I have a bunch of other containers that largely depend on tallish plants like elephant ear and canna, with other plants clustering about. Sadly, some plants have already failed, and the major elements have yet to show their stuff. In a week or so, I’ll have something worth posting about. Or not.

Thursday, June 19, 2008

What rain does to roses


Previously on this blog and on Garden Rant, I have commented on what a great season for roses it's been. Can I take that back? Our great April sunshine and May rains created a floriferous crop, but now a mid-June rainy season has outworn its welcome.

Too much water on rose buds and blooms causes them to "ball", i.e., turn into sad little droopy balls. The excessive dampness can also promote diseases such as blackspot and mildew. And physically, the really hard showers simply beat the blooms into the ground. In such a case you just want to cut what you can and let it develop inside, where it's relatively safe (though our cat is also an enemy of cut flowers).

Like anything, gardening is wrought with danger and heartbreak. Many I know have given up on their first flush of roses and are hoping for better rebloom after the next sunny spell. It's a mixed blessing. I am happy not to worry about watering. But no more wine in the garden until this lets up.

Monday, June 16, 2008

Name this rose


Ok, now that I have more readers, I am wondering if one of you can ID this mystery rambler. It was on the property when we bought it, and was referred to as a tea rose by my neighbor—I am pretty sure that is not an accurate description. It has a semi-double form and starts out a deep pink, lightening as it ages. There are many, many buds on each stem.


It’s also a very thorny rose and seems to love neglect. When I cut a few sprays, they tend to wilt easily. There is a small amount of rebloom. Of course, you really never get all that much rebloom from most roses, except the modern shrubby ones.


Oh right, scent—a mild, peppery fragrance.


I wouldn’t say it’s driving me crazy, exactly, but I would like to know what this is.

Friday, June 13, 2008

Glad I kept some roses


During the early period of my gardening, I struggled with the largish bed of white roses that had been left by the previous owner. They were all supposedly low-maintenance shrubs but they were attacked by midge (one bloom cycle per season, therefore) and died back nearly to the ground one winter. A hybrid tea in the middle was made hideous by blackspot every year, while some kind of old shrub in the back was covered in mildew.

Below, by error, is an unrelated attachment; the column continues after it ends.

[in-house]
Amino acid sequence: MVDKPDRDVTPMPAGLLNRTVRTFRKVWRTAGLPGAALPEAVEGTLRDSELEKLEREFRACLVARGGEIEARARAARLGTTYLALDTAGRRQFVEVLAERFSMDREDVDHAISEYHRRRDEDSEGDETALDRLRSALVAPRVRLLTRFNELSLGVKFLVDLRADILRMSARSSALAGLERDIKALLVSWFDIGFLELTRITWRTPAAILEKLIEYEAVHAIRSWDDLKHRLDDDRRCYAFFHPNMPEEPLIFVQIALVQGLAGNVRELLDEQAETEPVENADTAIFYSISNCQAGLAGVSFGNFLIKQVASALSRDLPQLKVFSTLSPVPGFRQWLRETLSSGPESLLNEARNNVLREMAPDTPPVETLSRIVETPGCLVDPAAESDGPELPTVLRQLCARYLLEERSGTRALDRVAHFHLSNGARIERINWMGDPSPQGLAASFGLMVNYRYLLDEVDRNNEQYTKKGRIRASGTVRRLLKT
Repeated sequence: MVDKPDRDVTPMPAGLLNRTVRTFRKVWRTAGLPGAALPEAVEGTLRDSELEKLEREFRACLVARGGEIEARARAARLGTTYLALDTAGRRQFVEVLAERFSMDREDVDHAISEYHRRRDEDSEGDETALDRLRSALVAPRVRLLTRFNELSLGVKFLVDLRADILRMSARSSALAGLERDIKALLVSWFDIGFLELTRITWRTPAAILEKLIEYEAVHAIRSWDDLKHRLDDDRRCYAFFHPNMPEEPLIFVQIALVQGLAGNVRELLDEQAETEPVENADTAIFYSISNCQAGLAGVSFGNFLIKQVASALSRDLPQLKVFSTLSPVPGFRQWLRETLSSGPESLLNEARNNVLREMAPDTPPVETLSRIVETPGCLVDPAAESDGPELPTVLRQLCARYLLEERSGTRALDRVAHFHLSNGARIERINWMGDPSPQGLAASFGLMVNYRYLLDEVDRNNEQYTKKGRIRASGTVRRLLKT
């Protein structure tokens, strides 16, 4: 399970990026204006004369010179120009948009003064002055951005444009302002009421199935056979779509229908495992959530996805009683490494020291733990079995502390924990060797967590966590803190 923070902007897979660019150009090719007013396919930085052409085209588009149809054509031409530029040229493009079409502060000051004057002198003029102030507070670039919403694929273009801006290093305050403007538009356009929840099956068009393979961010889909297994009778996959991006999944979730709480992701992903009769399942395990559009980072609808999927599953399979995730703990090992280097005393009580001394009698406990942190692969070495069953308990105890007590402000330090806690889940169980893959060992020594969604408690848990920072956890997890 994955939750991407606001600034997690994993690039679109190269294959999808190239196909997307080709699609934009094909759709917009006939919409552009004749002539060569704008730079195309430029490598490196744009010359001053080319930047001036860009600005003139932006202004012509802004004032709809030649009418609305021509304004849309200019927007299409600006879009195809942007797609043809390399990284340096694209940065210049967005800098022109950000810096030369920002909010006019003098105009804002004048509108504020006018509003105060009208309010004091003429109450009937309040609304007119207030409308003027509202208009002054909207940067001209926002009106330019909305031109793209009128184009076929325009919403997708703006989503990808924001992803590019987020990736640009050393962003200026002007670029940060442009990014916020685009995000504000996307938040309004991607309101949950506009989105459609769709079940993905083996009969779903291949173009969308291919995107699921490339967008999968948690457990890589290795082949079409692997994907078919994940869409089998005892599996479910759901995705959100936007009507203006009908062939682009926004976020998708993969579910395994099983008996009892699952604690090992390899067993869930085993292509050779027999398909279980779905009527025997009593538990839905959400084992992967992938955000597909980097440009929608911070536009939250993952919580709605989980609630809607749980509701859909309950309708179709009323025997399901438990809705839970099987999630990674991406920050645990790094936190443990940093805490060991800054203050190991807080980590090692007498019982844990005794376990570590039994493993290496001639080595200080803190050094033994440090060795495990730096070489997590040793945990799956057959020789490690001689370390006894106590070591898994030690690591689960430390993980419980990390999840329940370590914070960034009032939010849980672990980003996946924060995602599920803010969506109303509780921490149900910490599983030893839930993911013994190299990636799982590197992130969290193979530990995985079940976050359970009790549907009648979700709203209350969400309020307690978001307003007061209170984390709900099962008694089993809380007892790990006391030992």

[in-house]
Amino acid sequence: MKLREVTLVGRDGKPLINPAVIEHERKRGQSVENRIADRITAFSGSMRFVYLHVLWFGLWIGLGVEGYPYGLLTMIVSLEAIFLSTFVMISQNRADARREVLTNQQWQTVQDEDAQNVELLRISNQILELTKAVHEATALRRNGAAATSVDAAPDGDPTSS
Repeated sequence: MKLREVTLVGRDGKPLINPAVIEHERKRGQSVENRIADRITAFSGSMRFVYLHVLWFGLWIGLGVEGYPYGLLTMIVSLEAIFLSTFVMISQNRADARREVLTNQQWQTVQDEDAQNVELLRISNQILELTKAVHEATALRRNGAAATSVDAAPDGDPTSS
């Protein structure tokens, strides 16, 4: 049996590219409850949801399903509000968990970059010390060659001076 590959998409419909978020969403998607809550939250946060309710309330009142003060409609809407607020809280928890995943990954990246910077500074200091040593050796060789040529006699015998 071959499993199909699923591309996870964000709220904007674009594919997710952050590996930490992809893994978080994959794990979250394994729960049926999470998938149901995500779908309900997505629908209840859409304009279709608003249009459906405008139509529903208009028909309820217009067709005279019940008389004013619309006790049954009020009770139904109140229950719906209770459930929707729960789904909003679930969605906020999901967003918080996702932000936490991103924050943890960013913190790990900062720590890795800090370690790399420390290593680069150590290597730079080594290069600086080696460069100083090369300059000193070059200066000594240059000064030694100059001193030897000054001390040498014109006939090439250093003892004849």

I eventually got rid of them in favor of lilies and perennials, but I did keep a red climber and added this Abraham Darby (top), a Charlotte (another David Austin) and a Louise Odier (old, above). This is NOTHING to what a true rose freak would have and much less than many ordinary gardeners, but so far I think these are just the right amount of roses to have. Also, we have some pink ones in the alley (below). No one knows who planted them or what they are. And I have a couple roses in containers, including Blush Noisette, another nice heritage variety.


None of these roses receive any care except a digging in of rosetone (organic) once or twice a season. The alley one doesn’t even get that.

I don’t why people complain about David Austin roses; I love the two I have.

Wednesday, June 11, 2008

An—ti—cipation (channeling Carly Simon)


Since I wrote this, the roses have started to explode, and I have much more color. More on that later.

Even gardeners around here in what some of you may still regard as the frozen tundra of Western New York are surprised when I tell them my garden is still almost exclusively green in early June. They have peonies, irises, poppies, and all those other plants that bloom in late spring.

Whereas I don’t even have a columbine to show yet, though they’re close. There are also impressive candelabra of rose buds, showing thick pink and yellow seams. Oh yeah, the rhodie on the side of the house is in full, and the ones in front are beginning to show a bit of color. Otherwise, it’s a green, green, green world here at GWI.

I love the green, though. Especially the ferns and the emerging foliage plants. The pond perimeter is filling in nicely with frosty lamium, creeping Jenny, painted fern, dicentra (which has been blooming its head off since late April and will continue to do so all summer), columbine, low campanula, and other stuff—very little of it flowering at this point, except the dicentra.

In the sunny bed I have 1 (one) clematis bloom and one (1) Louise Odier. But it’s nice in a way. All is fresh. The real show happens in mid-summer with the lilies and other summer bulbs and annuals, such as elepahnt ear and (hopefully) dahlia.